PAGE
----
I remember way back when I used to want the latest Canon or Nikon camera that was released because I figured it would make my photography better. Then I saw the light and while I still do want the latest and greatest equipment, it’s all for different reasons now. I also find humorous when I’m at a photoshoot and I hear other photographers commenting that “if I had a camera like that I could take better shots” or “if I had a newer camera my shots would look so much better” and so forth, but all too often we photographers tend to forget and get caught up with all the fancy new features like ridiculously high ISO, better noise reduction software, and the likes that they forget one of the most important things when it comes to photography: lighting. Sure a Nikon D3s or a Canon EOS 1D Mark IV is practically so good with the high ISO performance that you can virtually take pictures in the dark now, but that doesn’t mean those shots will look artistically better. I’m in no way knocking the huge improvements in photography technology and most certainly welcome how much easier it has made our jobs when photographing weddings, events, or in other low-light conditions, but that doesn’t change how much of a fundamental importance lighting is. Lighting can be used to set a mood. A brightly lit picture can evoke feelings of happiness and excitement whereas as dimly lit scene can set a moody backdrop. You can make a person look like a hero or villain all by the way you light them. Want to draw a viewer’s attention to a specific area of the picture? Lighting can do that.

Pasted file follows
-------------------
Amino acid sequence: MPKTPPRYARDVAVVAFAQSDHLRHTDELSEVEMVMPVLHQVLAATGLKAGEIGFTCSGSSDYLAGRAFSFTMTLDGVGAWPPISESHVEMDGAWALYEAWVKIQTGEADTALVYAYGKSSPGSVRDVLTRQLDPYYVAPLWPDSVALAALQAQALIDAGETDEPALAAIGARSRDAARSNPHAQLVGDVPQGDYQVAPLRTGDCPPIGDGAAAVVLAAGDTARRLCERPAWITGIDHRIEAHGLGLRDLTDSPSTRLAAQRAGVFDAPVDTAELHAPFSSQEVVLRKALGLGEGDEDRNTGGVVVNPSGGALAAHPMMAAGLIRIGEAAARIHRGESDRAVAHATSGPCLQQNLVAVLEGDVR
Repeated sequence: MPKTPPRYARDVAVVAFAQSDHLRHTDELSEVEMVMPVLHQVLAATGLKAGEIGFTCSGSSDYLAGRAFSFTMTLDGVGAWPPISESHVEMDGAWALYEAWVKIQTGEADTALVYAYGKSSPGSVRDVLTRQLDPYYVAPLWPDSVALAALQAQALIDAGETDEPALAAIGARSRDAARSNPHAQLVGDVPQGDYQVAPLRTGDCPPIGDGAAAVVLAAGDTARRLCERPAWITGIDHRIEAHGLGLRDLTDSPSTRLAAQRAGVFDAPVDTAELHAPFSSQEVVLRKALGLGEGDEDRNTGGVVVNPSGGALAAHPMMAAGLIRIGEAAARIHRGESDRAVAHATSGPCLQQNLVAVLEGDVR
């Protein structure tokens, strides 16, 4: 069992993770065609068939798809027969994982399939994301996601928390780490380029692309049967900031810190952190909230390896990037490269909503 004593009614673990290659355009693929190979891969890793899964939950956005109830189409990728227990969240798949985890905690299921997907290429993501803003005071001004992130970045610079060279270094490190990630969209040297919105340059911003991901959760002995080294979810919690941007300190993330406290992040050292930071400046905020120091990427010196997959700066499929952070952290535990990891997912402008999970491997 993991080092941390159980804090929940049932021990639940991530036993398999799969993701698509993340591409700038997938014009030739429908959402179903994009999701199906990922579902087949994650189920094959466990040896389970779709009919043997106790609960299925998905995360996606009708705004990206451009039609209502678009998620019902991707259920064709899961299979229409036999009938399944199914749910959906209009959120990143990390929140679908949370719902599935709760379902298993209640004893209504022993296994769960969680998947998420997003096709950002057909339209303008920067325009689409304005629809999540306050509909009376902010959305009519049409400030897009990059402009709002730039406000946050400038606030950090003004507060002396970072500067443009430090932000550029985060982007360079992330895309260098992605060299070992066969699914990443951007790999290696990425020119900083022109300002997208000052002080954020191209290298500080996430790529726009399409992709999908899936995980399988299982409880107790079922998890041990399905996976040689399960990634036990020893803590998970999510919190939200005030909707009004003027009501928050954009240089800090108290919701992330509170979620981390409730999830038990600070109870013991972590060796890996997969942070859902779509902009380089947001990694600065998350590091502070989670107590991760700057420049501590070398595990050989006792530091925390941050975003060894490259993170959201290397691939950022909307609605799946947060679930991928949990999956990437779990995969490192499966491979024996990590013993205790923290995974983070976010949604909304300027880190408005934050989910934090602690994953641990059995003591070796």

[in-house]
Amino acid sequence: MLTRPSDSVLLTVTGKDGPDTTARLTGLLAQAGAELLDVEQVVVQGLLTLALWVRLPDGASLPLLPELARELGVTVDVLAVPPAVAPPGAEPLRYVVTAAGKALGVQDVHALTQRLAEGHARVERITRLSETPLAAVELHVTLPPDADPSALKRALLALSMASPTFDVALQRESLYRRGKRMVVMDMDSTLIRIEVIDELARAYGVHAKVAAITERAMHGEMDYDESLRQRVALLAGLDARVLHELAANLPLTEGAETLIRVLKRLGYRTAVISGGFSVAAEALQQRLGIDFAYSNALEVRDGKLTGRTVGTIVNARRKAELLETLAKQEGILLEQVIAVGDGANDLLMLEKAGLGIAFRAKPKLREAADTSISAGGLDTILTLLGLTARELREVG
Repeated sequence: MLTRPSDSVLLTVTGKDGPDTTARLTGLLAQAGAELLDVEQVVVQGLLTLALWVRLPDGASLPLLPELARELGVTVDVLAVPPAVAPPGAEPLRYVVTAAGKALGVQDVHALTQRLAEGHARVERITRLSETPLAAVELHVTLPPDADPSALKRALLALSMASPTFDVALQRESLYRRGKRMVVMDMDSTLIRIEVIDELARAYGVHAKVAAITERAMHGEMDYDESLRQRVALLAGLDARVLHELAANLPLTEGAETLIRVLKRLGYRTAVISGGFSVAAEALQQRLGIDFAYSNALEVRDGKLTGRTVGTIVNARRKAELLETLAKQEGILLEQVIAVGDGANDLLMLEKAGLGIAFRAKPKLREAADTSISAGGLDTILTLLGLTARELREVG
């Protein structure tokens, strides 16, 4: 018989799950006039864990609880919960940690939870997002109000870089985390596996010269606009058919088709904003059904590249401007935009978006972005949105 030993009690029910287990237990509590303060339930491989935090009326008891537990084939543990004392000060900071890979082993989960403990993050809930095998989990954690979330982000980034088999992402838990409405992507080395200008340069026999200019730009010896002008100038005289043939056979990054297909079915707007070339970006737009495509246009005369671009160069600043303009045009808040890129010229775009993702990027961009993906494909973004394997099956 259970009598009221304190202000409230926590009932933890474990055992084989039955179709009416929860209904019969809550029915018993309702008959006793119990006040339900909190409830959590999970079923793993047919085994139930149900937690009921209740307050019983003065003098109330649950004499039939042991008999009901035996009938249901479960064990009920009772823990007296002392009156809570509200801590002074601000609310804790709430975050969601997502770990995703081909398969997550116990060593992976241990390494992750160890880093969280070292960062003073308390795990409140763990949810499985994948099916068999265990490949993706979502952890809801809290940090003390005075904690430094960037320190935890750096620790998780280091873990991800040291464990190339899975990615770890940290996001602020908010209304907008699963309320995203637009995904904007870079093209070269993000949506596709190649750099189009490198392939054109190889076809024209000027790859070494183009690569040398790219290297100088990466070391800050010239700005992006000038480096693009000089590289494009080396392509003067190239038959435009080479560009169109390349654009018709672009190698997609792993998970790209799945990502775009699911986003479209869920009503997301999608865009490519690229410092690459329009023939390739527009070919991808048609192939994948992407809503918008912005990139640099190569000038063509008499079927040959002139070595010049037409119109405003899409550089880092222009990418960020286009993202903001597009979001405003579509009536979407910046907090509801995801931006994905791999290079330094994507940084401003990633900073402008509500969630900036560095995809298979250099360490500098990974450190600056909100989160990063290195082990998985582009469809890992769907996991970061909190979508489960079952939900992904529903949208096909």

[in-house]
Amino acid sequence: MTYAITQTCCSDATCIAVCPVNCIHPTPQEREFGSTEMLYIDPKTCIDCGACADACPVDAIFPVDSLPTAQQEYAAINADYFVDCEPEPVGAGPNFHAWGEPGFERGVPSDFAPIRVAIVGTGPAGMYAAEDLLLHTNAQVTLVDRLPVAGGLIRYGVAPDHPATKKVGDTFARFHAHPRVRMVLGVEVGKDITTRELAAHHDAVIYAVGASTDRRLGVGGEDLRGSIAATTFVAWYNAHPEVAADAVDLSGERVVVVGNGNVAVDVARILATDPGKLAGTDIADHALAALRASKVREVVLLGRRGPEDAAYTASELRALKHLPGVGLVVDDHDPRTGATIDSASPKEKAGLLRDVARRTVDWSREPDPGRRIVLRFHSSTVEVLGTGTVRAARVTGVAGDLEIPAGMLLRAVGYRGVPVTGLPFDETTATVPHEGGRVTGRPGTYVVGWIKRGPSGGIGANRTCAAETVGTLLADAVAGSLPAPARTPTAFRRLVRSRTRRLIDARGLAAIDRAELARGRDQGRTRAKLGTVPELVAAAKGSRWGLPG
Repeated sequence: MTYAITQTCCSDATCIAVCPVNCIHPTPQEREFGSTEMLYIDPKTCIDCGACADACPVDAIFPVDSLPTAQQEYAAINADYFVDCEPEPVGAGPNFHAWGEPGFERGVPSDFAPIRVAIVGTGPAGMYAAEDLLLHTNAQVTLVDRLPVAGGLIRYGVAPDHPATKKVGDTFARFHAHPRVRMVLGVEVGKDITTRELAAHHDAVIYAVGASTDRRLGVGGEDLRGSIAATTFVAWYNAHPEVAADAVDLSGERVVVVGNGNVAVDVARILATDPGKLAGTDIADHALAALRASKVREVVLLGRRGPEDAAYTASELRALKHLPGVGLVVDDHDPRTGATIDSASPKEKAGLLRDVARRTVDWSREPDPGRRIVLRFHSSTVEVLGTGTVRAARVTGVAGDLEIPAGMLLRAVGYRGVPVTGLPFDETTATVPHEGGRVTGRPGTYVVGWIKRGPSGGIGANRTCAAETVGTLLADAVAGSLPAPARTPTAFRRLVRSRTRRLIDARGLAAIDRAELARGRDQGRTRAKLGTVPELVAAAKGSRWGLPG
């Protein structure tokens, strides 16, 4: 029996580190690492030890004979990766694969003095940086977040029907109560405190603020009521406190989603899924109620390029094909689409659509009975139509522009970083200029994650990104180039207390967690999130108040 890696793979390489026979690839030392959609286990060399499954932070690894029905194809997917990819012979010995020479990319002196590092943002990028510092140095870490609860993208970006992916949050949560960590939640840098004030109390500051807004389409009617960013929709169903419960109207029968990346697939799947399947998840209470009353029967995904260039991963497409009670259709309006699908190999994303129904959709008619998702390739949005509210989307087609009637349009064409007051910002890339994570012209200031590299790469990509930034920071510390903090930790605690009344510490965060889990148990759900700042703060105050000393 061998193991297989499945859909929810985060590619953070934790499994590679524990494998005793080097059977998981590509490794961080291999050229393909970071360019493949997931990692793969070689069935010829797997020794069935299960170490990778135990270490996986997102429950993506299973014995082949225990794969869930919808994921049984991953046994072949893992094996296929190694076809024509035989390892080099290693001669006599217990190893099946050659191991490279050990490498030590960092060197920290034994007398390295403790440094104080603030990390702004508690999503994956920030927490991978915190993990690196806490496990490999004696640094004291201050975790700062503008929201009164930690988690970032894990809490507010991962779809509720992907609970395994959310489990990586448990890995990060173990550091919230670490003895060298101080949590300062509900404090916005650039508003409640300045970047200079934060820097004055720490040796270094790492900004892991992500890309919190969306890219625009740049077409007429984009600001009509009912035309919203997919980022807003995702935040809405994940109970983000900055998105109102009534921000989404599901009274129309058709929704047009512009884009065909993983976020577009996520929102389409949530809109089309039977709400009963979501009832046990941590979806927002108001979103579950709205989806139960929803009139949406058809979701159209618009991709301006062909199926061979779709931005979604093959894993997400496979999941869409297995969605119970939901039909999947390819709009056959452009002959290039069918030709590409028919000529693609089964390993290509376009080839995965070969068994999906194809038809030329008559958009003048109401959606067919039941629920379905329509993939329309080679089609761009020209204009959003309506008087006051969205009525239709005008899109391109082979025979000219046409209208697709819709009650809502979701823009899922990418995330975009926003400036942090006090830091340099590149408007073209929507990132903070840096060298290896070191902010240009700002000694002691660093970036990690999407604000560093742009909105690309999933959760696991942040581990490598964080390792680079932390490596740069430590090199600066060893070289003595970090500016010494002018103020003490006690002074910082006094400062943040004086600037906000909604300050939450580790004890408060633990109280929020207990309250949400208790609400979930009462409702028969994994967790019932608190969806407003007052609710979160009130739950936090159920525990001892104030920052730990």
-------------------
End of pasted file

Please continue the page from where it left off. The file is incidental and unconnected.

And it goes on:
Here’s a very cool video that has been getting quite a bit of attention on the blogsphere by Lee Morris of Fstoppers.com (cool website and concept BTW) that is well worth watching and showing to photographers who think that a new or the latest camera can make their images better:
Now a number of people have criticized on the blogsphere about this video and the high cost of studio strobes used and that at that point, any camera could be used to get similar results. And that may be true, but doesn’t that really just reinforce the message that your camera doesn’t really matter? I would definitely like to see another professional photoshoot done with maybe the iPhone 4, but in an outdoors setting with reflectors and diffusers. I think that would certainly silence a number of the critics in regards to the expensive lighting equipment. Actually that does sound like a fun project that might be a really good idea for us to try on a future photoshoot… Stay tuned.